Well, we had a scare the other night, and I wanted to share what we’ve learned in case someone else finds themselves in the same boat.
On one other occasion, Katie came close to mixing up her Humalog and Lantus pens. They are both sort of grayish, and we were storing them together with all the other T1 supplies. I should have taken active measures then, but I forgot and it never happened.
Fast forward a couple months. Katie was giddy and distracted because daddy had brought home some squishies for her as a reward for doing a great job cleaning her room. She scampered through the living room, confirmed with me how many units she was to do of her Lantus before bed, and then did her shot. She usually does the bedtime shot in the living room so I can check the pen. This time she didn’t, and it didn’t occur to me until…
“Mom….I…I…did 22 units of Humalog!”
She was teary and petrified. She realized it right away. I ran to the kitchen to confirm it. Yep.
My mind was racing, throwing open the fridge and kitchen cupboards to see what we had on hand to load her up with carbs. She was already only 107 on the meter. Thank the Lord we were able to act on this discovery immediately. If we hadn’t noticed until her alarms started going off, we would have had an even bigger emergency on our hands.
After I got her started on some juice (when we have double down on the Dex, I always opt for carbs with no fiber, fat, or protein so they have nothing to inhibit the absorption), I called the night time nurse on call at Primary Children’s Hospital where Katie was diagnosed. I got the switchboard. They told me the nurse would call in about ten minutes.
“Okay, please… tell her it’s urgent.”
Do you know how long ten minutes is in this kind of a situation?
Finally the nurse called. I told her when the shot was given, how many units, what Katie’s BG level was at that time, what her current carb ratio is for supper time (1:20), and what she was drinking right now. The nurse told me we needed her to ingest 240 carbs to offset the load of insulin. (To find that, if you need to know, multiply the number of units by the carb ratio….in our case, it was 22 x 20). We got busy.
- Two juice bags
- 1 cake gel tube
- 4 packs of fruit snacks
- 1 piece of French bread
- 2 strawberry milk bottles (I gave these after some pure sugar items had been ingested)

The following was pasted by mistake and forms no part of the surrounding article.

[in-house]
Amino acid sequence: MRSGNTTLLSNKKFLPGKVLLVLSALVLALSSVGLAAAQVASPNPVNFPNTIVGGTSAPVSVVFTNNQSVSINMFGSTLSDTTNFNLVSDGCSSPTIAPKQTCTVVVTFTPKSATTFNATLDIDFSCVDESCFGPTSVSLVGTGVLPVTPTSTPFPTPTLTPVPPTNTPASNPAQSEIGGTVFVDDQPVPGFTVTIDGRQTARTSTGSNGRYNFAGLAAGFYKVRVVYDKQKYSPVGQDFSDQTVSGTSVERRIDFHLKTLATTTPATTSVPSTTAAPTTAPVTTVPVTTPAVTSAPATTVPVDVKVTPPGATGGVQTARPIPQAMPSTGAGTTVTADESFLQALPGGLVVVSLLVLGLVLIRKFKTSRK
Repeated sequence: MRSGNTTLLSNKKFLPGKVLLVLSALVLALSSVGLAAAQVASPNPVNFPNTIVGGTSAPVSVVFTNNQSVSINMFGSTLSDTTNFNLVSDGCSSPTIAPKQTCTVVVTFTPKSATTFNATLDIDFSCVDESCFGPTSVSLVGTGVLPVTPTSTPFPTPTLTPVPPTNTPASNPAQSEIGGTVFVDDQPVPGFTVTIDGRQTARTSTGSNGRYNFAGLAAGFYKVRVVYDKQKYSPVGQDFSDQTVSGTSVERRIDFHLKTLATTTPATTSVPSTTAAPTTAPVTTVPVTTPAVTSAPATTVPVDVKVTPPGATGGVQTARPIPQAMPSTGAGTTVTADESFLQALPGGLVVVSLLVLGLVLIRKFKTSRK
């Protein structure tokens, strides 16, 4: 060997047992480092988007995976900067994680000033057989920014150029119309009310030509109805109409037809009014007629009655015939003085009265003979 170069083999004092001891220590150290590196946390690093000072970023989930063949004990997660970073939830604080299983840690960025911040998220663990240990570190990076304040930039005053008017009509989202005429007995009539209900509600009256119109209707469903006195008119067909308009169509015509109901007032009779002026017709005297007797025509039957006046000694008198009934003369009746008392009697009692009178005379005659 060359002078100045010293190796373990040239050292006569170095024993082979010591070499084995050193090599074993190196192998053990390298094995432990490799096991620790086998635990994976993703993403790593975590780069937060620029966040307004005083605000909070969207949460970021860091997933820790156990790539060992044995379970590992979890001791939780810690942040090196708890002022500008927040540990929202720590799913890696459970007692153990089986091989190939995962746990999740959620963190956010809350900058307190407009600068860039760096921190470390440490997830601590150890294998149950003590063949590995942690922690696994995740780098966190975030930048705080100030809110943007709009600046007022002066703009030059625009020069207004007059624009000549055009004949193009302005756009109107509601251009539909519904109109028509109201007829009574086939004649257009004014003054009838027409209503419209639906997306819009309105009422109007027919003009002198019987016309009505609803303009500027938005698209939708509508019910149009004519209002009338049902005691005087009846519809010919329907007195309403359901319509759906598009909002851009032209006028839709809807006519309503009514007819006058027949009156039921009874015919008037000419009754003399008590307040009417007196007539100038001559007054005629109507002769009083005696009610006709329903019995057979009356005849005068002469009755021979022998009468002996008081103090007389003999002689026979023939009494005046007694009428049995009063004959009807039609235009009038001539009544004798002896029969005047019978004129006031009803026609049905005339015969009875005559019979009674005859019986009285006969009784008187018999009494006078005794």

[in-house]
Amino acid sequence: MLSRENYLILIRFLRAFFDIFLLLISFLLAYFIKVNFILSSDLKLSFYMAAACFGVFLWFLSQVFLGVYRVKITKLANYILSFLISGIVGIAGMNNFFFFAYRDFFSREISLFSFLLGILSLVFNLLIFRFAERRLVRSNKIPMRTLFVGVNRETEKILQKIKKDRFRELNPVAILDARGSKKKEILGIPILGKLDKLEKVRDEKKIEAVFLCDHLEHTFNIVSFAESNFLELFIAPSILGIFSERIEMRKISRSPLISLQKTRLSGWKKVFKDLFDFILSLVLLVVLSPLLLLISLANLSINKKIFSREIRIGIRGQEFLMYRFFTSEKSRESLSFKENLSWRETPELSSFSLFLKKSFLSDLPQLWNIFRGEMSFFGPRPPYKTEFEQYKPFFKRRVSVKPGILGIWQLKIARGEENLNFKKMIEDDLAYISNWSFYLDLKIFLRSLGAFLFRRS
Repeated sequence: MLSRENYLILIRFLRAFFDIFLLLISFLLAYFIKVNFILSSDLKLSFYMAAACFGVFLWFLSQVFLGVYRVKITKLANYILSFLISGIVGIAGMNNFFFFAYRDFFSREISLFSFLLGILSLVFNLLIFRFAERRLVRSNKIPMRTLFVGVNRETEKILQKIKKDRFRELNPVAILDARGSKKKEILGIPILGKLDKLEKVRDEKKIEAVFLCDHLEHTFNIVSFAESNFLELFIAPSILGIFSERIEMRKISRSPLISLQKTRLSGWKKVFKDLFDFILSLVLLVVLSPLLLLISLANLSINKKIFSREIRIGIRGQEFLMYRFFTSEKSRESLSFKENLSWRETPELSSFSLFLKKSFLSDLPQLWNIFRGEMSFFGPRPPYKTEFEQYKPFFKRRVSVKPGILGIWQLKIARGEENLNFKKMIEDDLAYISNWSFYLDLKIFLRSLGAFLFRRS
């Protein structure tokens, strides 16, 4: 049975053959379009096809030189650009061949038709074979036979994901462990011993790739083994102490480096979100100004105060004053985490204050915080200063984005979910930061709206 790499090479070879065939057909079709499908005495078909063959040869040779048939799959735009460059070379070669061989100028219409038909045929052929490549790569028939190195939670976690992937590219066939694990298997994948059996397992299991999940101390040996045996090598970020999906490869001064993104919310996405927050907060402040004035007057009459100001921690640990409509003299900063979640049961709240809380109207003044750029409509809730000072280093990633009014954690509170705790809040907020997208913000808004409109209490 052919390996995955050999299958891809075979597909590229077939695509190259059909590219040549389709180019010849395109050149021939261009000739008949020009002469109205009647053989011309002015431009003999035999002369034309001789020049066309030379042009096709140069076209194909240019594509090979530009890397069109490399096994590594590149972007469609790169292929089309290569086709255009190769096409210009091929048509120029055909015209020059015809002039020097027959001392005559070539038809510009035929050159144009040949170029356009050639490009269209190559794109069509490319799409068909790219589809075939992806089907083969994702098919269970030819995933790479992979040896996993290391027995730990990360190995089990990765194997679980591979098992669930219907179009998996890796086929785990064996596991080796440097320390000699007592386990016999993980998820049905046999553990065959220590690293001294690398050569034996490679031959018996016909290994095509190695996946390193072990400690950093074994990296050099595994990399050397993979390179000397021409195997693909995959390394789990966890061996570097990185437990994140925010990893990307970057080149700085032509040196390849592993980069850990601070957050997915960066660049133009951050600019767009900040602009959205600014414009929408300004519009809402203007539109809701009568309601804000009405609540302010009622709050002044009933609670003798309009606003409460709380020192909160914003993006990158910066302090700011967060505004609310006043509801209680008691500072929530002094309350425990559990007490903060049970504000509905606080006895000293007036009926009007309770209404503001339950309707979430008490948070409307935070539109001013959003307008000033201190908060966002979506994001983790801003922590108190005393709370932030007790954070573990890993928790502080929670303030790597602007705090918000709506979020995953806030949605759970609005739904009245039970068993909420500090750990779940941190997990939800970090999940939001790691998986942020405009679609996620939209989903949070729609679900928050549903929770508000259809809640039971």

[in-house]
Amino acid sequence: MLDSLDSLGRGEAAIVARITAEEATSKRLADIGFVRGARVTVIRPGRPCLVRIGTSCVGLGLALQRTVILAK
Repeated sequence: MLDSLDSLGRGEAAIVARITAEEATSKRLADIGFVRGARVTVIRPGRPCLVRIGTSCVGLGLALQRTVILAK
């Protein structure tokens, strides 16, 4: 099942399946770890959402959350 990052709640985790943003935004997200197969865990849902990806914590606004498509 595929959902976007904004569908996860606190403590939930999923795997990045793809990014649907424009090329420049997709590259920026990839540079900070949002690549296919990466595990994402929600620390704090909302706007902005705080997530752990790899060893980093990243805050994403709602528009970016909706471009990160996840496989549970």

- half a bottle of regular Pepsi
About half way through this emergency menu, she was feeling really sick. We were afraid she’d toss it all and we’d have no idea how many carbs actually were absorbed before she lost it…and then we’d have to start all over again. Ugh.
It’s hard to take in all of that on a good day, at lunch time. When you are upset and it’s after 11pm, it makes it even harder. Poor kid.
She rose and dipped on the Dex (thank the Lord we have this tool!), but she never dropped below her low setting (70). What a relief. She finally had an upward slanting arrow that didn’t tilt down again, after about 90 minutes.
Do you know how long 90 minutes is in a situation like this?
I stayed up for another hour to make sure her BG was steadily rising and not going to play any more nasty tricks on us.
So. My take-aways from this event:
- Always have carb dense foods on hand for emergencies. Thankfully we had plenty.
- Cake gel sounds great in theory…compact and easy to dispense especially when your T1 is not responding well; but at only 14 carbs a tube, I think there are better ways that aren’t so nasty to use if you need to carb load.
- Always call the endo/nurse (call after you’ve started your carbs) to run the stats by them and so they are aware. We were rattled and underestimated the carbs Katie would need to cover the insulin she’d injected. The nurse also reminded me of the mini-Glucagon protocol (we had our kit out and handy, believe me) in case Katie could not take in all the carbs necessary. You can download Libby’s free Glucagon free app here, which walks you through the whole process with animation and audio. Very helpful.
- In rehearsing this at T1D Mod Squad on Facebook later, cotton candy was suggested by a number of members as a go-to. Brilliant! The 2.5 ounce bags of Fluffy Stuff are sold at Dollar Tree and they have a total of 71 carbs for the bag and a long shelf life. As you know, cotton candy dissolves almost instantly in the mouth so you get all the carbs without all the volume to cram into a little tummy. I have 5 bags on hand in the kitchen now.
- To prevent the mixing up of pens again, I’ve done two things. I wrapped a hair tie around the Lantus pen so it just feels different. I actually slid the hair tie over the dial of the pen so it has to be consciously moved out of the way to turn it. I’ve also begun keeping this on my bedroom dresser, far away from the Humalog pen.
I hope you never have to face this, but if you do, I trust this might help. Blessings!